We have lived and loved many cities – but dare I say, we have a particular weakness for Paris, city of brave St Geneviève and brave St Elizabeth, city of erudition, of romance, of high standards for all that encompasses gastronomy, wine and pleasure.
So joy it was indeed to be back in Paris last week when dear friends Dominique and Jacques hosted a Vertical Tasting of our wines in their home.
To spoil our tasters we went to one of the finest cheese shops in Paris, as only the Parisians can boast, for they take first pick of the best cheeses in France. As we described the wines we would present, the cheese-master accommodated us in white-gloved fashion – like a sommelier choosing the wine to pair with your cheese, but in reverse. Only in Paris.
We like to think it was edifying as well as amusing for a varied gathering to taste each wine in sequence and understand their (and our) evolution. From vintage 2011 Merlot 100% – now in adulthood and holding strong, through to the new kid on the block, our rich but un-ready, 2015 Cabernet Franc-Merlot-Cabernet Sauvignon.
We plucked the 2015 out of her beauty sleep for the event, precisely because she is still too young for drinking. Still a bit rough around the edges, still maturing. People who like wine are often intrigued to taste something that is “not ready,” and then come back a few years later for another sip to discover – “ah – this is what they meant by aging.” This is what patience in winemaking is about – forget the hurry, forget the consumer push for “the next cool thing,” forget the short cuts so you can bring out the vintage quickly – this is the what it takes when you want the adjectives: “smooth, complex, full and round.” Wine for grownups. Grownup wine.
The Tasting was also an opportunity to unveil our first barrel-aged vintage, La Tourbeille 2014 “Le Sceptre.”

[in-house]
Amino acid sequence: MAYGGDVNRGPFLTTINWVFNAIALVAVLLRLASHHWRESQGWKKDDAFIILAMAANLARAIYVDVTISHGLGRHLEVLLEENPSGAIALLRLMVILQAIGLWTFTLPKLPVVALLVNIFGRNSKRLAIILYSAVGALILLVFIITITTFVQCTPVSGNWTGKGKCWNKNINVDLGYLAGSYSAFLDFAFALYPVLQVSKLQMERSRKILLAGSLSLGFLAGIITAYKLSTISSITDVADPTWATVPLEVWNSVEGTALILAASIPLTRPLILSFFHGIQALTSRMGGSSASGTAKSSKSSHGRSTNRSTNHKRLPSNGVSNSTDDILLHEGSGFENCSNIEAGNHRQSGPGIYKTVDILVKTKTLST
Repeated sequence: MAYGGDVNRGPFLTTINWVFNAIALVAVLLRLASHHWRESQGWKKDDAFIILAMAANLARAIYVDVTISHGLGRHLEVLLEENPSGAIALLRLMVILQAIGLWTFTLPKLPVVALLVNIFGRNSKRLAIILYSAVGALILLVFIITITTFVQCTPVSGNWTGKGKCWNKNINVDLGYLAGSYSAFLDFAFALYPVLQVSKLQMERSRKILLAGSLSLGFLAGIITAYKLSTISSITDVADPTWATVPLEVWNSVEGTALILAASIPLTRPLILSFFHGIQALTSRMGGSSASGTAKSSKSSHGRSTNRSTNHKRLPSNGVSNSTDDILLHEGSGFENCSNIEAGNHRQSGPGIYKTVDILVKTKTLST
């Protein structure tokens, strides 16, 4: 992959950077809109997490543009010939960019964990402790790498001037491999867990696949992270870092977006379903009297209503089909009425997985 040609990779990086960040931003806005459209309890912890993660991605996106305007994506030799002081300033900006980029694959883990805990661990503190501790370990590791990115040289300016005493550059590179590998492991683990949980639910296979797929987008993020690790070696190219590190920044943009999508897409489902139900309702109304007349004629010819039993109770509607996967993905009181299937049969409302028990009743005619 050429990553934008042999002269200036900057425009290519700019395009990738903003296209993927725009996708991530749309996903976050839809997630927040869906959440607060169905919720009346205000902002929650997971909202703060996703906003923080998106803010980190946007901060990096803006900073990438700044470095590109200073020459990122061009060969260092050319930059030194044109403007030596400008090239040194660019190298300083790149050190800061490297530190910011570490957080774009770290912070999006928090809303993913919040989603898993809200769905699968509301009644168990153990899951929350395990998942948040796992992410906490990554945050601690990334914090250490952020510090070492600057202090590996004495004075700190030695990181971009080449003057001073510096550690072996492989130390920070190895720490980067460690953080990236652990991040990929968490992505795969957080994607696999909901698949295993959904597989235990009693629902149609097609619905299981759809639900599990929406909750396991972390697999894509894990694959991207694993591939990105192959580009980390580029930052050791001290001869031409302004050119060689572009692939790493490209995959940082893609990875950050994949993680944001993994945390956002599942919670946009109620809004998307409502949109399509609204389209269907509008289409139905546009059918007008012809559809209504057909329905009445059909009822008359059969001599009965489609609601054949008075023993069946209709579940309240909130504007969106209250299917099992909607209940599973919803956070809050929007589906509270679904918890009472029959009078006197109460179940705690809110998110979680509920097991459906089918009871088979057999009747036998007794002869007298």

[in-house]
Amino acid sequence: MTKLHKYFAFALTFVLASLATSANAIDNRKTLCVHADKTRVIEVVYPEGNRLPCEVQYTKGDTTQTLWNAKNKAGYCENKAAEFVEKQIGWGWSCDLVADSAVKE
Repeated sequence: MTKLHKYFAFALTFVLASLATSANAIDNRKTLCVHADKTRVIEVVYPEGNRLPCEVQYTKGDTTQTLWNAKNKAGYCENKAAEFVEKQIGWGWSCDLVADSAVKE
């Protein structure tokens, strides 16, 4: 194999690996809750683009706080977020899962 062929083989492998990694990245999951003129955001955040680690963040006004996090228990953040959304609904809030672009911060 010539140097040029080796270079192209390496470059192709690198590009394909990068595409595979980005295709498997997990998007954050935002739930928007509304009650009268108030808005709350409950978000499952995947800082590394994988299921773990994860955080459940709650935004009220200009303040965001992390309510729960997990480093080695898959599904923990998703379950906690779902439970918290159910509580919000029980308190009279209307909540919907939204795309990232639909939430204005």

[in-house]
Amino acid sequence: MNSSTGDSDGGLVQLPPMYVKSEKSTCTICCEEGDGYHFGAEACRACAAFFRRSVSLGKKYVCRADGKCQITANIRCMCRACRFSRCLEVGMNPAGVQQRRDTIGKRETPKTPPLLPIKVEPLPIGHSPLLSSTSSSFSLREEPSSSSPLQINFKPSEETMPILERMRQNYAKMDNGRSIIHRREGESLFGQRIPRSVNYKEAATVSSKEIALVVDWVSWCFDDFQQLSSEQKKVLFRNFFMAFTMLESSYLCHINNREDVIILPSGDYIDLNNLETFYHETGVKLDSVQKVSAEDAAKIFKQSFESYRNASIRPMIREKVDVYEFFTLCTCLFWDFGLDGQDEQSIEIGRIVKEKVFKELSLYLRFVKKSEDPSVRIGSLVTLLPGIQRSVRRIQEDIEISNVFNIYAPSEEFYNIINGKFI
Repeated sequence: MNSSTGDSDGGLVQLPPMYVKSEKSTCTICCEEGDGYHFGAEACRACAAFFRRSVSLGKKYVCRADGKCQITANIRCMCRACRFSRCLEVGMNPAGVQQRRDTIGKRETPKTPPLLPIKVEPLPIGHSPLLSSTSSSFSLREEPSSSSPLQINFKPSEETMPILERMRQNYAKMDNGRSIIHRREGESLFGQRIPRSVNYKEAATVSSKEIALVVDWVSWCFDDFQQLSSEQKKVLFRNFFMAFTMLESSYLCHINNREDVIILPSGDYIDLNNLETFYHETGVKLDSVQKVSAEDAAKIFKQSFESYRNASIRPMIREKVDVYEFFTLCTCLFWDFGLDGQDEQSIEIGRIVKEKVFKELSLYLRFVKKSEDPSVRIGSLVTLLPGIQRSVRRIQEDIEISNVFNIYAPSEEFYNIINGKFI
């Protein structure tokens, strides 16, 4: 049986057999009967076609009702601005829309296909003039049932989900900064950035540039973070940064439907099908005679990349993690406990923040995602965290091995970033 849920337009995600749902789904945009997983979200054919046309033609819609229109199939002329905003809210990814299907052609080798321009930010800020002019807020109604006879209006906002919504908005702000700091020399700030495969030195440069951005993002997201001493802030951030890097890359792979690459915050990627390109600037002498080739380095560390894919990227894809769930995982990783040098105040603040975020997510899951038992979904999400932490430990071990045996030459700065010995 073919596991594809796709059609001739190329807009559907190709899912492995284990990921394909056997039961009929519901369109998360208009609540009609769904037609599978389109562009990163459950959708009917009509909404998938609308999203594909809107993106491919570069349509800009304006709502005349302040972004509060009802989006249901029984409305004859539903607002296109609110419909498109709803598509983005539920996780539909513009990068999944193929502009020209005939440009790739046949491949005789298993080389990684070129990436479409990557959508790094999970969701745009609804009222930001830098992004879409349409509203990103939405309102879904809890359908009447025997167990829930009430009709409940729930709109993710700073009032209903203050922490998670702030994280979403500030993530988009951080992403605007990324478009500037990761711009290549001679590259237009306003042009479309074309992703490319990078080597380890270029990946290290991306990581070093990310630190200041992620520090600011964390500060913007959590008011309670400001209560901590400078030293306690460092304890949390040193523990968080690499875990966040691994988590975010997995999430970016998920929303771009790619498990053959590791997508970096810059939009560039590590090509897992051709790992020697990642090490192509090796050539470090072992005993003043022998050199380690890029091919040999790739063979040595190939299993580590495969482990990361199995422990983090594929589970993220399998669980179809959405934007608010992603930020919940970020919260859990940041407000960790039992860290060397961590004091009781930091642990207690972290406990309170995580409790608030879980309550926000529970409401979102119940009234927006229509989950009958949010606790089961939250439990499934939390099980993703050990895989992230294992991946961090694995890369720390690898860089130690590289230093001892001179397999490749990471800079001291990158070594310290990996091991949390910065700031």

We hesitated about venturing into barrel vinification since we have no liking for the recently trendy “oaky” taste. To avoid that smack in the forehead vanilla flavor, we opted for barrels made from French oak rather than American oak. The experts at the tonnelleries guided us toward wood types that would best allow the sucrosité of the wine to emerge; to enhance the flavors rather than smother them. The result is the rich wine of vintage 2014, rendered – finer. Thumbs up from the public; orders commenced at once.
People asked us about the special label for this cuvée en barrique. The sceptre of course is a symbol of governance and protection. A royal version of the shepherd’s staff. Over the years, Henri and John have carved a dozen staffs for the family out of hard, hazelnut wood – the wood of magic wands. We don’t have sheep (yet) but we use our staffs all the time for climbing up and down our cliffs and hills and in and out of the woods. They also come in handy for herding impertinent cows back into their enclosures, calming the winds of a hurricane or fending off an errant boar. Because we are so aware of the blessing of these 100 acres, we feel strongly the obligation – and authority – to protect them. Thus little by little le sceptre became our family inspiration. Even Jeanne, the young lady of our Rosé, knows to carry her staff valiantly.
So there we were in beloved Paris, come back with the fruits of our labor. Hardly epic, nothing like St Geneviève who secretly brought food from the countryside upriver to a famished population, when Childeric (464 AD) held the city in siege. But then again, in Paris wine is considered essential sustenance…
While there, I was drawn to one of my favorite places, the Mont St Geneviève, where the city’s patron saint is buried. She is always a reminder of the monumental, history-changing surprises that can occur when courage and faith are powerful beyond measure. And like a little postscript as we left, Paris blew some magic dust our way and donned one of our wines with a silver medal, via the Concours de Paris. Thank you Dominique and Jacques, thank you St. Geneviève, thank you Paris.